Greek And Roman Beliefs In Religion And Politics History Essay
There is no ancient history without the mention of Greek and Roman civilizations. Ancient civilization was part of the history that formed the basis of the world we know today. Many people would ask why Greek and Roman civilizations became so popular in the world. In Western culture and identity, Greeks occupy a very prominent place in conception. The Greeks have made generations of influential writers and scholars especially due to their Hellenic culture. Roman civilization on the other hand was founded in 800BC on an Italian peninsular (Spielvogel, 2008). Roman civilization, which is a mighty empire, started as a monarchy and then shifted to a republic before becoming an empire. Much of ancient Rome culture got inspiration from ancient Greece (Mahaffy, 2009).
In the book “The sociology of philosophies: a global theory of intellectual change” Collins Randal points out that “culture begets itself”. He points out that culture is autonomous and that culture explains its changes, terms and forms (pg 9). Collins points out that, culture beliefs such as religion, ethnic consciousness and political ideologies are not correlated with social variables such as class. Collins says that intellectual activity is basis of intellectual communities. The various aspects that make up intellectual activities include religion, social knowledge and intellectual networks.
RELIGION IN GREEK AND ROMAN CIVILIZATION
Greeks and Roman are intellectual communities that believed in religion. Greeks believed that religion was important because it made their lives better. They believed in many gods and goddesses (polytheistic). They believed that gods would take care of them both when they were living and when they died. The Greeks believed that their gods and goddesses were very powerful that they controlled everything from the winner of a race to waves in the ocean (Mahaffy, 2009). Each god or goddess had one or two specific roles they performed and controlled in life. The Greeks built beautiful temples for their gods where they used to go pray, worship and offer sacrifices in form of animals. The Greeks prepared festivals in honor of the gods whereby they sacrificed animals as gifts to their gods. The Greeks made large festivals that included a feast with music, plays and dancing after which they paraded and made sacrifices. An example of a Greek goddess is Athena (goddess of wisdom and war). A temple known as Parthenon, built for the goddess stands to date.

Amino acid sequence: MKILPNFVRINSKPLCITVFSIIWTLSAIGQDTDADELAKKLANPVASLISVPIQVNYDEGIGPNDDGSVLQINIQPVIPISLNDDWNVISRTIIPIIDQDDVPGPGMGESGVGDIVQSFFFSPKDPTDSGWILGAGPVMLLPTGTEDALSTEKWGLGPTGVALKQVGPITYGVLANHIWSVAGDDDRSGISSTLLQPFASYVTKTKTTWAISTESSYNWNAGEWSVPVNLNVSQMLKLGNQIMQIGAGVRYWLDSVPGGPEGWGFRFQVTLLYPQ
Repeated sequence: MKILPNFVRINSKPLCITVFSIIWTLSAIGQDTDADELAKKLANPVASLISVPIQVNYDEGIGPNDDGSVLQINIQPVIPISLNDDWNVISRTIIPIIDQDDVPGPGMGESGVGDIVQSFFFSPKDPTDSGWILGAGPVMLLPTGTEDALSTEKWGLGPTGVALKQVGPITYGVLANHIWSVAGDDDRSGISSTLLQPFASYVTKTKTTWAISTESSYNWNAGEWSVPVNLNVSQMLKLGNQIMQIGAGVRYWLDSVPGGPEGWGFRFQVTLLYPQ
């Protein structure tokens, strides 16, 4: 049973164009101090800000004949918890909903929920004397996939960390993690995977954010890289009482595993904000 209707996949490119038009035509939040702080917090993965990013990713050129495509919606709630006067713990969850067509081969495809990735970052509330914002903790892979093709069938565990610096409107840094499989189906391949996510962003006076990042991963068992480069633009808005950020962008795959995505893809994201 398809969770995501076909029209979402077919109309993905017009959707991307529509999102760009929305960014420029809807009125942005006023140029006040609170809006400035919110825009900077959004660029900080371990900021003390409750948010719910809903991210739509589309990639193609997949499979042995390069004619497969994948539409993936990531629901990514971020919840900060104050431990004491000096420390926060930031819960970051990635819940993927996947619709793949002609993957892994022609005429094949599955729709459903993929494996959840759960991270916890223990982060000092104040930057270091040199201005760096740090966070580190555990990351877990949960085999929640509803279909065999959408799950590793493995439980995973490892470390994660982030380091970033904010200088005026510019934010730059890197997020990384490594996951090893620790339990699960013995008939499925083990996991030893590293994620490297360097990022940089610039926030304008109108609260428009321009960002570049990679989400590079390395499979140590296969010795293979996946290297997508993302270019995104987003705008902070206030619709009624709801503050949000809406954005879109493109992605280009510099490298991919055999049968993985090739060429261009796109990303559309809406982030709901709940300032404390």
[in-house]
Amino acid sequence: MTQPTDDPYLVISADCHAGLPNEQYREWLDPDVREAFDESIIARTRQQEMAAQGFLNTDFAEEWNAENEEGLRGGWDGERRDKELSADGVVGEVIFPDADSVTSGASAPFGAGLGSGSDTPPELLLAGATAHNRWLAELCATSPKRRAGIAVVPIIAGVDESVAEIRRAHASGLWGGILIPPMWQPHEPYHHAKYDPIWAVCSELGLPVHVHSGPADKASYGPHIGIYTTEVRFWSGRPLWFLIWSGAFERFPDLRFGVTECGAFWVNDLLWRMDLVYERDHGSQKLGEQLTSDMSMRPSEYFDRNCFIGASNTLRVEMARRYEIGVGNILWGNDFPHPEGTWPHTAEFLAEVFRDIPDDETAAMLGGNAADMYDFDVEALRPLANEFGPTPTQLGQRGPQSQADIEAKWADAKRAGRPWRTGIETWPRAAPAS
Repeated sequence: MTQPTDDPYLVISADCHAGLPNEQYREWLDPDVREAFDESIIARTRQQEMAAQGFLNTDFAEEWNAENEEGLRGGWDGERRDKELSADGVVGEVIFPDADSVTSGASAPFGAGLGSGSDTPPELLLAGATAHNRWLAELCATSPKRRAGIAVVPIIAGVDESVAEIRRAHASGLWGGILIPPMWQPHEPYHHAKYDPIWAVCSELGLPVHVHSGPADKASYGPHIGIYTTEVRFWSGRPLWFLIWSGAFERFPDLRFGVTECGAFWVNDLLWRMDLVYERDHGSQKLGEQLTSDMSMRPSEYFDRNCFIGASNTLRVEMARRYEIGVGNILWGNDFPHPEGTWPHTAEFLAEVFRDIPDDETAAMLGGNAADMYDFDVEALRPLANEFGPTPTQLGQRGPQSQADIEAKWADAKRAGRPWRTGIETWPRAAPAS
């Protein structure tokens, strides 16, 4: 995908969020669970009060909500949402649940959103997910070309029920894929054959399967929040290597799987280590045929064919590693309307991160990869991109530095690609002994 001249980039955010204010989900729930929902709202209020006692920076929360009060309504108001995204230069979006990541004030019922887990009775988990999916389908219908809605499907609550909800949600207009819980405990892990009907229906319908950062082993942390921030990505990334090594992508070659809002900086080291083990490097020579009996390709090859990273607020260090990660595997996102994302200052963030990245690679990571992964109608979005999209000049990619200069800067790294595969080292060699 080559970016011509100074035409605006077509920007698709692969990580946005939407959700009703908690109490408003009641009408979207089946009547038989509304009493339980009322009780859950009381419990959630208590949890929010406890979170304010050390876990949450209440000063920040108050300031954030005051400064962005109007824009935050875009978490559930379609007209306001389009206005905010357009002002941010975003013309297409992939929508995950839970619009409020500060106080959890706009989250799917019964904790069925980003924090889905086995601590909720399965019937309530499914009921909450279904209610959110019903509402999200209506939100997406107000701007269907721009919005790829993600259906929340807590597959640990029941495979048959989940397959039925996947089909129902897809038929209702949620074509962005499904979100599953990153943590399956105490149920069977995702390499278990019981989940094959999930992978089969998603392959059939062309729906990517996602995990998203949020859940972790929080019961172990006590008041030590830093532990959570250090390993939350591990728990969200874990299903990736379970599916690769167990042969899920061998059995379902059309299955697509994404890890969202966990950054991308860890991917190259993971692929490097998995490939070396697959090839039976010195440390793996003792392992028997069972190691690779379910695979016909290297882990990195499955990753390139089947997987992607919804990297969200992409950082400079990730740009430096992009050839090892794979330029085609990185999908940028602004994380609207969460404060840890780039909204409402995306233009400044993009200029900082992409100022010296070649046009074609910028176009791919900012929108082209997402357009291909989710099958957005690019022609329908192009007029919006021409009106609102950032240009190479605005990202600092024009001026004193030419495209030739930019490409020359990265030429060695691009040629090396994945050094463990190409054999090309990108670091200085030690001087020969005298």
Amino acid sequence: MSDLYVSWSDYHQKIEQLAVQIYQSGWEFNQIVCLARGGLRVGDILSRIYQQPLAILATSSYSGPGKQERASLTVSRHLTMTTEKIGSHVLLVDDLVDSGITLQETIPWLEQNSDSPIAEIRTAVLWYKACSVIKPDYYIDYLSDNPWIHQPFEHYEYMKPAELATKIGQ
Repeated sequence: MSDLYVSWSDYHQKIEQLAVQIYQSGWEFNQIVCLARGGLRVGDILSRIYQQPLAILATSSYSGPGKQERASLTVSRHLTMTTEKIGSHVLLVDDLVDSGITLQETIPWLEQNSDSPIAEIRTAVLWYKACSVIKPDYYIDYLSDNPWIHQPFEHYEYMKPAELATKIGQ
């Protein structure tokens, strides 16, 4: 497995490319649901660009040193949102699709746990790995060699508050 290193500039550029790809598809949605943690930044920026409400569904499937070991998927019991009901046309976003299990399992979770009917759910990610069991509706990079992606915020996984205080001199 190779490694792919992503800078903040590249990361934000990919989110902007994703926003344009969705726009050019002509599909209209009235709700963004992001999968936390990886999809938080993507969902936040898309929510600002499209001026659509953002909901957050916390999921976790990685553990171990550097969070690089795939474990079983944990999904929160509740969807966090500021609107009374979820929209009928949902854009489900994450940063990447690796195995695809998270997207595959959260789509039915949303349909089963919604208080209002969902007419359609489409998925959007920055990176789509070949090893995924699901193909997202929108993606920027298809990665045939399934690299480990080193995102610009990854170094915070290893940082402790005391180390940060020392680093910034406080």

The Greeks believed that Mount Olympus was where all their gods and goddesses lived. Examples of some of the gods the Greeks worshipped and their specific roles include; Zeus-supreme leader of the Gods, Hermes-messenger of the gods and Poseidon- god of the sea. Collins stated that one of the intellectual activities relating to religion is giving intellectual rituals (p 28).Greeks showed their solidarity through religious ritual of animal sacrifices and festivities.
The Romans later worshipped the same gods as Greeks but under different names (Guaitoli, 2006). The Greeks could not worship at the temple only but there were holy sites referred to as “oracles”. The Greeks believed their gods used signs in nature to answer their questions. They used their priests to ask their question and listen to the answers through signs.
Romans just like Greeks believed in religion and attached great importance to it. Just like the Greeks, they were polytheistic, they believed that their gods were responsible for their creation and controlled their lives. Romans classified religion in to state religion and household religion (Spielvogel, 2008). Household religion involved worshipping the gods that protected the family and house. Roman houses contained a sacred place regarded as altar where every family prayed to the gods each morning. Just like the Greeks, The Romans believed in gods and goddess that they believed controlled everything in life from killing for food to falling in love.
Just like the Greeks, Romans honored their gods and goddesses by building grand temples. They also offered animal sacrifices to the gods and gave them gifts that they thought would please them. They believed that if the gods were happy with them, they would in return receive good luck but if they were angry with them, something would go wrong.
POLITICAL INSTITUTIONS IN GREEK AND ROMAN CIVILIZATION
City-states divided Ancient Greece with Athens as the largest city-state (Liberati & Bourbon, 2002). City-states were many small areas sub-dividing the state. The mountainous ecology of Ancient Greece separated the city-states making it very difficult to travel from one city-state to another. Everyone believed that their city-state was better than the other was although they all worshipped the same gods and had similar traditions. Initially a few wealthy men ruled the city-states before a government system was introduced.